For the anemones and the monarchs and the generations to come

For the anemones and the monarchs and the generations to come

Having just passed through the Days of Awe (Yamim haNoraim) of Rosh HaShana and Yom Kippur and the seasons of joy of Sukkot, Shmini Atzeret and Simchat Torah (moadim l’simcha) we look ahead to the months of fall and winter. This is a part of the year when we reflect on where we are in our lives, on the meaning of life, and on the importance of our involvement in our Jewish community.

As I was reviewing the special prayer for rain that the shaliach tzibur sang on Shmini Atzeret, I came across a poem by Rabbi Tamara Cohen (a family friend of long standing), printed in the margin of the Conservative Siddur Lev Shalem, published by the Rabbinical Assembly. Geshem, the prayer for rain, contains images of our ancestors and how their lives were tied to water. For their sake, and for ours, we pray for the blessing of rain. The piyyut concludes:

“For You are Adonai our God, who causes the wind to blow and the rain to fall – for blessing and not as a curse, for life and not for death, for abundance and not for famine.”

This is Rabbi Tamar Cohen’s poem:

Kavanah for Tal and Geshem
by Rabbi Tamara Cohen
Let us pray as if prayer were all we had,
And let us act as if our daily decisions could themselves
Fill the dry river beds with mighty waters,
For water, yes, and for rain in its time.
For the creatures critically endangered, for those vulnerable
And those extinct in the wild.
For the rainforests and the mountaintops,
For the teeming oceans and the trickles that could again be rivers,
For the earth that has not forgotten its greener dreams.
We are your partners, dear God.
Be with us and may we be with You,
Bringing the rain, pure and generous, the dew, gentle and life-giving.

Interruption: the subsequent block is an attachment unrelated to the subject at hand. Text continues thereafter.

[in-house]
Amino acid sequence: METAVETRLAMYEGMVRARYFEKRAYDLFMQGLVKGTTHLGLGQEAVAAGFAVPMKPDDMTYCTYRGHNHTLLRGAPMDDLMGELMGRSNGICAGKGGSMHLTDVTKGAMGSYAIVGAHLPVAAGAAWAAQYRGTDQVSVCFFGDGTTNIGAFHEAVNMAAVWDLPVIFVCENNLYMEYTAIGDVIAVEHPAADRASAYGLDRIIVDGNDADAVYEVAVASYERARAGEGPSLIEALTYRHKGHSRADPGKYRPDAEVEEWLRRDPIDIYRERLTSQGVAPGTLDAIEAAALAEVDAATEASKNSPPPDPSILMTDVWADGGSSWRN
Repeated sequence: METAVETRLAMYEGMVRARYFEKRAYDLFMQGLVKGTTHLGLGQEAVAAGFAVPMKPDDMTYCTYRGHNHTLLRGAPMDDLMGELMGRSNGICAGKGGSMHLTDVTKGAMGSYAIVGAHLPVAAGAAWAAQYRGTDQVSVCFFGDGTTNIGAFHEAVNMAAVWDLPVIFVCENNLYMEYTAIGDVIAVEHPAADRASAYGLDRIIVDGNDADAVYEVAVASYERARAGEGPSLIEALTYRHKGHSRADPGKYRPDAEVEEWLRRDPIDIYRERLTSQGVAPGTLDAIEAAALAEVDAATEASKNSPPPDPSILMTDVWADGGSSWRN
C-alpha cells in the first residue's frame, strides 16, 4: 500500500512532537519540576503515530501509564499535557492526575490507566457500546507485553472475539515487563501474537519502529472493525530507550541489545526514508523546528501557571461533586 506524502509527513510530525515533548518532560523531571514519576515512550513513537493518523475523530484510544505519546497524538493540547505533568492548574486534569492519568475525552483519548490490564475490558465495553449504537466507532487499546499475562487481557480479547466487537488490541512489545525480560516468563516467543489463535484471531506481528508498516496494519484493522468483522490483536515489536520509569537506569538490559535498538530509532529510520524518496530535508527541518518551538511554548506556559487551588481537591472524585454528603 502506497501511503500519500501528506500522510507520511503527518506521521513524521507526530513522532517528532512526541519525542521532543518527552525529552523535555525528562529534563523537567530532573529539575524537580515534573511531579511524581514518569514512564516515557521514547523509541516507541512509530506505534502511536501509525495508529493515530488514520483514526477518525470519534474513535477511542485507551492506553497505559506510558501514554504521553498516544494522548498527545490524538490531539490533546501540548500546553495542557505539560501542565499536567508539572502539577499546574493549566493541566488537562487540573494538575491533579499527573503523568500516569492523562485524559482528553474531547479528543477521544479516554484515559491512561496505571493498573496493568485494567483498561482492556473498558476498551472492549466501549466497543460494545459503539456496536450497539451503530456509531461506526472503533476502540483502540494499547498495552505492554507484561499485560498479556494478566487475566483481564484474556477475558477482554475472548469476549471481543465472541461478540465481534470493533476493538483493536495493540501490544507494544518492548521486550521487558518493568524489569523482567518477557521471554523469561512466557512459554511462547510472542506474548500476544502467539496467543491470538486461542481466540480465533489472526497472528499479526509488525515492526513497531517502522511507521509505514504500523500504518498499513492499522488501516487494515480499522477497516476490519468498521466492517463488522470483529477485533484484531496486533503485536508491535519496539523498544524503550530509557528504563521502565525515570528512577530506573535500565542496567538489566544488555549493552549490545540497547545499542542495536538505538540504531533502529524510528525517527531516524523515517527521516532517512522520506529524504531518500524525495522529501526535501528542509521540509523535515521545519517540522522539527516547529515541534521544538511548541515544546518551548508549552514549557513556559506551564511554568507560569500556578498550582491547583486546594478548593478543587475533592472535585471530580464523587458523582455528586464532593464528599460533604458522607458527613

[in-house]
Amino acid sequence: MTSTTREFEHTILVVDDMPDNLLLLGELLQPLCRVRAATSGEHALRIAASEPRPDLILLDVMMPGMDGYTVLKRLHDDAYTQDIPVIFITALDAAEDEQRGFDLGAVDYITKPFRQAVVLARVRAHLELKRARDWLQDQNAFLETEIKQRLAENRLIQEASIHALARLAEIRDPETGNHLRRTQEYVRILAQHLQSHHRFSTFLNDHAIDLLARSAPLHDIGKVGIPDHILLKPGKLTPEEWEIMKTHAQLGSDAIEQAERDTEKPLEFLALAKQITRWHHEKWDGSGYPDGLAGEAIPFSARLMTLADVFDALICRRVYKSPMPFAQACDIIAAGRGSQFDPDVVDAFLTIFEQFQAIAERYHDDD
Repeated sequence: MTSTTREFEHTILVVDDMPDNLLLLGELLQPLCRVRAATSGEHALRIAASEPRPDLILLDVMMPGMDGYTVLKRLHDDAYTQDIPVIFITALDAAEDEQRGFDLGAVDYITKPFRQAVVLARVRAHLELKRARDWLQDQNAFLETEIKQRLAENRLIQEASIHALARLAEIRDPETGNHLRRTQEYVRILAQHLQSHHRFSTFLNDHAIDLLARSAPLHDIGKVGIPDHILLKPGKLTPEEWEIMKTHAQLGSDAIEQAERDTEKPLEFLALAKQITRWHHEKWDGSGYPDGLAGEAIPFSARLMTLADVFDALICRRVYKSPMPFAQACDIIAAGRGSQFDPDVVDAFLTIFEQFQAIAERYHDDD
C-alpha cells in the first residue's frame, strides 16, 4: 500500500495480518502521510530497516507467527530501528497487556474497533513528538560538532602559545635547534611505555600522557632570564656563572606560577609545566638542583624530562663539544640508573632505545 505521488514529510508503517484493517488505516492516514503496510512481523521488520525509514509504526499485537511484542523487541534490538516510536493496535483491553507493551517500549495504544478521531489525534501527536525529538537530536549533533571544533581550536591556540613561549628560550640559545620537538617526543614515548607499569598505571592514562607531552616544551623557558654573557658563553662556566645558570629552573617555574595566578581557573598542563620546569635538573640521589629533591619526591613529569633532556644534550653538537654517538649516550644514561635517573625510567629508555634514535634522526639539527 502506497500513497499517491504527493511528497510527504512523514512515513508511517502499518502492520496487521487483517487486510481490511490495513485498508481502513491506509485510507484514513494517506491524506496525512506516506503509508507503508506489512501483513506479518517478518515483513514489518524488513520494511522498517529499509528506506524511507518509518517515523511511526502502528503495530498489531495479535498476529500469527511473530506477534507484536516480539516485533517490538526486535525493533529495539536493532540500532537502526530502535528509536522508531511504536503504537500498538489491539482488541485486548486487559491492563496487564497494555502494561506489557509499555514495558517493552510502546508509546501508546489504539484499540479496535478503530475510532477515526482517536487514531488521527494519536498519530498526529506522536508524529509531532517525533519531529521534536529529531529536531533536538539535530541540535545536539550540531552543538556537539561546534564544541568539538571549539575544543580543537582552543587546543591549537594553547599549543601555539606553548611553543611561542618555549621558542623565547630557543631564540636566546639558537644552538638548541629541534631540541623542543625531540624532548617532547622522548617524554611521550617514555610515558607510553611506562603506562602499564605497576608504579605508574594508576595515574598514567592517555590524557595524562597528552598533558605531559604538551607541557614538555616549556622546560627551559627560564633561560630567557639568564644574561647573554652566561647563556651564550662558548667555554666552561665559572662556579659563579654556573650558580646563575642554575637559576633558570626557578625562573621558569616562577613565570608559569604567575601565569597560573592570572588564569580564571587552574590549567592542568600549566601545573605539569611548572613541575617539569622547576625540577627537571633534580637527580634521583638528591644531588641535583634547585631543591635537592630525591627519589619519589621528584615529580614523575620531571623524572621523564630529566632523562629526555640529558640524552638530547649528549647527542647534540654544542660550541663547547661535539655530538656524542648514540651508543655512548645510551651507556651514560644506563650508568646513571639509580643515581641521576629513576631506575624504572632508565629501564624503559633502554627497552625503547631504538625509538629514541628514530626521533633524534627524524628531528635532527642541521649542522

May the words of our mouths and the actions of our hands be acceptable to You,
Acceptable and responsible, honoring of You, of Your anemones and monarchs,
Of the generations to come.

Anyone awake and aware of the myriad of forces threatening the future of our planet, our air, soil, and water, and the number of species facing imminent extinction should be deeply worried about our future and the kind of world we will surely be leaving to our grandchildren and their children. Surely this is the greatest threat facing humanity. While prayer can be helpful, action is what is needed now. Action on every level: local, national, and global.

Human activity is responsible for this crisis. Our responsibility as human beings to our world can be traced back to a verse in Genesis, chapter two. “Adonai, God, took the human and set him in the garden of Eden, to work it and to watch (over) it.” The Hebrew for watch over or care for is leshomrah, to see to it that nothing should happen to injure or destroy that garden, our earth. Humanity has a dual function in its relationship with the natural world — we are to draw our sustenance from the earth, and we are to sustain it, to preserve and protect it from harm. We are to keep it healthy and productive, so that future generations can be sustained by it. Through our experience of living in God’s creation, enjoying its awesome beauty and power, and deriving our very existence from the earth’s life-giving nature, we can sense the divinity that dwells within and is its life force. God is truly the chay-haOlamim, the source of the life of the worlds.

We are all responsible to educate ourselves about our environment and to act for the future of the planet. Begin with your own home, community and town, and go from there. One good place to begin is the website of the Coalition on the Environment and Jewish Life (COEJL). Its website says: “…COEJL mobilizes the Jewish community to conserve resources, increase sustainability, and advocate for policies that support environmental protection.” COEJL has resources for congregations on education, holidays, on how to green your home. The UJA Federation of New York has produced a report: “Lessons from the Jewish Greening Fellowship” on greening your congregation. Check out its report on its website,

There is much to be done. The time to learn about the issues is now. The time for action is tomorrow. In the words of Rabbi Tarfon: “It is not your responsibility to finish the work, but neither are you free to do nothing.”

Rabbi Aryeh Meir, a retired Jewish communal professional, is an active member of Congregation Beth Sholom in Teaneck and involved in the work of the New Israel Fund. He was chairperson of the Environmental Commission of Teaneck.